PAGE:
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"Don"t Fence Yourself In," Blanco Tells Women

February 09, 2009 4:45 AM
Tammy C. Carter newwave@tulane.edu

The time has never been better for women to transform traditional power structures and become leaders in any field, according to speakers participating in the Newcomb College Institute's three-day leadership summit, “Power Lines: Women Transform the Grid.”


Former Louisiana Gov. Kathleen Blanco, right, who spoke on Saturday (Feb. 7) at the Newcomb College Institute summit, greets Allison Raynor, director of Newcomb alumnae affairs at Tulane. (Photos by Cheryl Gerber)

Former Louisiana Gov. Kathleen Blanco, who spoke on Saturday morning (Feb. 7), said she is looking for women to run for office to replace old-line politicians who have embarrassed the state.

“We still have a steep hill to climb if we want more women in politics,” she said. “I'm confident, though, that we can see more women meet the challenges.”

The key is for women to set the bar higher and to be part of something bigger than them. “Don't let this time pass you by,” Blanco added. “Don't fence yourself in. You just have to build those gates and walk through. Boldly push your power buttons and follow your dreams.”

More than 400 people registered for the free summit, which was held Feb. 5–7 in the Lavin-Bernick Center on the Tulane uptown campus. The summit featured such speakers as political strategist and Kenner, La., native Donna Brazile, former University of New Orleans professor and author Joyce Zonana, new media theorist Megan Boler, jewelry designer Mignon Faget, restaurateur Leah Chase, and independent filmmakers Therese Shechter and Shannon Sonenstein.

Urban Bush Women, a New York-based dance troupe founded by artistic director Jawole Willa Jo Zollar, kicked off the summit on Thursday night in Dixon Auditorium with a keynote performance presented in partnership with Junebug Productions.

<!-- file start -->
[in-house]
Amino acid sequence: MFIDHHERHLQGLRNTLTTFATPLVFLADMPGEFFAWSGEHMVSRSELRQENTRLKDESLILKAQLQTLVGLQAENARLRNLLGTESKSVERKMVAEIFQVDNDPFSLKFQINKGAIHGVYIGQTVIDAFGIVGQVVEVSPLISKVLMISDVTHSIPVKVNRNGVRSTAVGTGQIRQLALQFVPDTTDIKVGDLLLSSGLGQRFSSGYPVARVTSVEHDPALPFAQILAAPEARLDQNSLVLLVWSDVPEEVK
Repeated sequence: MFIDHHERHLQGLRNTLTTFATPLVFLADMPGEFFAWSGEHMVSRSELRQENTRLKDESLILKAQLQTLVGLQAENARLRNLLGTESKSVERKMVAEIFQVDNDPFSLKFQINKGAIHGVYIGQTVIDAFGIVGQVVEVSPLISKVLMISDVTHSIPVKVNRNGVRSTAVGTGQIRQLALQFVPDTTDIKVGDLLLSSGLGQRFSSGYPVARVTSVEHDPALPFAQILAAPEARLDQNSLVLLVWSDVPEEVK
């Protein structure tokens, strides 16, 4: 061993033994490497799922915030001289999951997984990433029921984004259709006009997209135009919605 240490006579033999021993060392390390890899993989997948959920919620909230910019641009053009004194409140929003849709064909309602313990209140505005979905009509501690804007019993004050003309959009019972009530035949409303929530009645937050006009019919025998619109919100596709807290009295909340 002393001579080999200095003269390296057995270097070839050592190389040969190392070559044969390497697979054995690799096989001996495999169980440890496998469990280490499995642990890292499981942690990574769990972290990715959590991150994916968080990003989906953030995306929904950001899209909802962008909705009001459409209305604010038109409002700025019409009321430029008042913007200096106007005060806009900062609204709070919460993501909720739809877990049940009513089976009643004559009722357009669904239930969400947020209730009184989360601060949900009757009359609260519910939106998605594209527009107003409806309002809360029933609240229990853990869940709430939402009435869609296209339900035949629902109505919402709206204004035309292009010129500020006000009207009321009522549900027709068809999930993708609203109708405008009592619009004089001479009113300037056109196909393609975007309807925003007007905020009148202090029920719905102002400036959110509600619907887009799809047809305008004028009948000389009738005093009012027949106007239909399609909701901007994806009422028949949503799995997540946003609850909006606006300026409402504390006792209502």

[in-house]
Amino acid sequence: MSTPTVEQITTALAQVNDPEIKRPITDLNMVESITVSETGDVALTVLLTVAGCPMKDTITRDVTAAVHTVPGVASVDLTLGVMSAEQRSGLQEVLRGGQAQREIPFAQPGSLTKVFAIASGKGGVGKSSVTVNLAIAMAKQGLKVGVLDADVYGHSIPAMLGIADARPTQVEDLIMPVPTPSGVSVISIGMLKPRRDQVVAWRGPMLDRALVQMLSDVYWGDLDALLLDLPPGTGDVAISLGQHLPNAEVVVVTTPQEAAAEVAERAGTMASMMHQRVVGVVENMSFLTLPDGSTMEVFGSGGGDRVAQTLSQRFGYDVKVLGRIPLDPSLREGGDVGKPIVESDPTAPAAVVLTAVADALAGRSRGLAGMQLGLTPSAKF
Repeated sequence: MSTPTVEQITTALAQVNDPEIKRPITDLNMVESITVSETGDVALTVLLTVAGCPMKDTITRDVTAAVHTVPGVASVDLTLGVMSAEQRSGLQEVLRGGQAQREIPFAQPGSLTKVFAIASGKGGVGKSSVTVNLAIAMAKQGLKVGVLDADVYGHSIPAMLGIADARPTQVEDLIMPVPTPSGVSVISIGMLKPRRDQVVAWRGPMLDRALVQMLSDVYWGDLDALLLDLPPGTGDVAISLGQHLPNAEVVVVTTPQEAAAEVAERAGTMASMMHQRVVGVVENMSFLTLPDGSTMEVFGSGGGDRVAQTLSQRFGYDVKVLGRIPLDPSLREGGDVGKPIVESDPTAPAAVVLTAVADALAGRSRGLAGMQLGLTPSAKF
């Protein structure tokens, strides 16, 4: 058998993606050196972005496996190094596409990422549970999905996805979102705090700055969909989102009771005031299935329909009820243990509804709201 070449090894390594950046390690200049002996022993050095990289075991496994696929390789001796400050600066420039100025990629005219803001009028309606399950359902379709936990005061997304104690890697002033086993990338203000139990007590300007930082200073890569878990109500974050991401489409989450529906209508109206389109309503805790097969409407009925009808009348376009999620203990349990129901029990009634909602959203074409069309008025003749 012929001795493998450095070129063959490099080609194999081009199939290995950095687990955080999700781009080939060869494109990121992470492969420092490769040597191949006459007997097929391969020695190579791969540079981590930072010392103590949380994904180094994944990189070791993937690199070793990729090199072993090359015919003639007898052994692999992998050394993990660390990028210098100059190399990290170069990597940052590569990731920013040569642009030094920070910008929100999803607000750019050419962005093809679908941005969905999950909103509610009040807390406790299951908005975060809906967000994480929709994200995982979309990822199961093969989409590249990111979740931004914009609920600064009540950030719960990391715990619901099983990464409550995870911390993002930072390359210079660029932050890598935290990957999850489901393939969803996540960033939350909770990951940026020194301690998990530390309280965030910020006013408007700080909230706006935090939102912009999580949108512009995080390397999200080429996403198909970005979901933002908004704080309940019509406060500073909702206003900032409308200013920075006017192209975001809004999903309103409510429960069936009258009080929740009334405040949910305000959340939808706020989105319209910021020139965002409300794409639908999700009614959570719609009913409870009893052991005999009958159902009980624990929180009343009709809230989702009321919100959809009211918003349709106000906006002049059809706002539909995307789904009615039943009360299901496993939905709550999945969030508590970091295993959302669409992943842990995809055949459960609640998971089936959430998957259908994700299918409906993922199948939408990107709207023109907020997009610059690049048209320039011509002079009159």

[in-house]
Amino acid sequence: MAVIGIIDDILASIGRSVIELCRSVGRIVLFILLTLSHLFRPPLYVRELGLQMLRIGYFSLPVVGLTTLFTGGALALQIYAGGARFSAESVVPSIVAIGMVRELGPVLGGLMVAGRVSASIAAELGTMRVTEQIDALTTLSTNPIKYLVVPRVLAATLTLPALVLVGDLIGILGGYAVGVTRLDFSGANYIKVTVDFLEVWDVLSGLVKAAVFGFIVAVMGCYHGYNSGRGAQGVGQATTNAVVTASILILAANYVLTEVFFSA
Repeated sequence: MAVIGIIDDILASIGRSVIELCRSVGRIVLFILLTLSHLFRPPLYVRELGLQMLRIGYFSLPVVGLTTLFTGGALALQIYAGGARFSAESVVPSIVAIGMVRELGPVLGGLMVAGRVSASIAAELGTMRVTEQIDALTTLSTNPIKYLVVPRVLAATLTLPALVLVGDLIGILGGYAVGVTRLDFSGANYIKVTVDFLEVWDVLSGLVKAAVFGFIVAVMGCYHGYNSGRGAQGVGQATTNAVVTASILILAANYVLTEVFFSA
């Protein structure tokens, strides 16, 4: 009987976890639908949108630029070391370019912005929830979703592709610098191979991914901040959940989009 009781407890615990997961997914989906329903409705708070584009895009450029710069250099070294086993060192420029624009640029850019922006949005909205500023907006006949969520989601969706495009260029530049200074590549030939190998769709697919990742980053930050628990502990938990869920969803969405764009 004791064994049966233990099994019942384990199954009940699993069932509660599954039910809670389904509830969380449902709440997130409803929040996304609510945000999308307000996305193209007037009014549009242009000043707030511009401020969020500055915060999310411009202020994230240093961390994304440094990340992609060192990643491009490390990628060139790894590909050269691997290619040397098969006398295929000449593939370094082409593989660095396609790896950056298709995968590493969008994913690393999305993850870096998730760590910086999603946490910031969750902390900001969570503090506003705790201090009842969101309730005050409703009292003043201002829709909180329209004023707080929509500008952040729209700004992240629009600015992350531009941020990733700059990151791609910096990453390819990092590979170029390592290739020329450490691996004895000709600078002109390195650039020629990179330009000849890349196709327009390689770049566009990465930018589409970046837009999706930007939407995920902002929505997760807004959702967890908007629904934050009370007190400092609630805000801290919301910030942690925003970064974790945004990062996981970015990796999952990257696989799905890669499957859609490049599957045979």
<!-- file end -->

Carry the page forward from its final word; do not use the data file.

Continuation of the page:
Blanco's statement, “Boldly push your power buttons and follow your dreams," inspires a young audience member.

On Friday morning, Brazile challenged students to "hurry history" by entering politics, so she could witness the first woman being elected president.

Brazile worked on every presidential campaign from 1976 through 2000, when she was presidential campaign manager for former Vice President Al Gore. She currently serves as an adjunct professor at Georgetown University and a senior lecturer at the University of Maryland.

“This generation is not going to be content in just opening up one door,” Brazile said, referring to the election of Barack Obama as the first African American president of the United States. “They are going to tear that glass ceiling apart.”

The focus turned to business and finance Friday and Saturday afternoons. On Friday, Yvette Jones, chief operating officer and senior vice president of external affairs at Tulane, moderated a panel featuring 15 members of the International Women's Forum of Louisiana. The panel presented strategies to deal with the biases and challenges women face in business.

Another summit session on Saturday featured microfinance experts Matt Flannery and Premal Shah from Kiva.org, a Web site that allows individuals to make small loans to low-income entrepreneurs, most of whom are women in third-world countries. “We used the Internet to create a market place,” Shah said. “All of the money is going directly to the entrepreneur through a third party. We have almost half a million [people donating] on our site right now, making loans.”

Flannery and Shah, who launched the Web site in 2005, hope to offer loans to low-income entrepreneurs in the United States, include New Orleans, in the near future. “We're only three years old and word is spreading very fast,” Shah said. “Thank you all for being a part of it.”

The summit is the latest of many events organized by the Newcomb College Institute, which provides academic, leadership and research opportunities to enhance the education of undergraduate women at Tulane University.

Tammy C. Carter is external affairs officer for the Newcomb College Institute.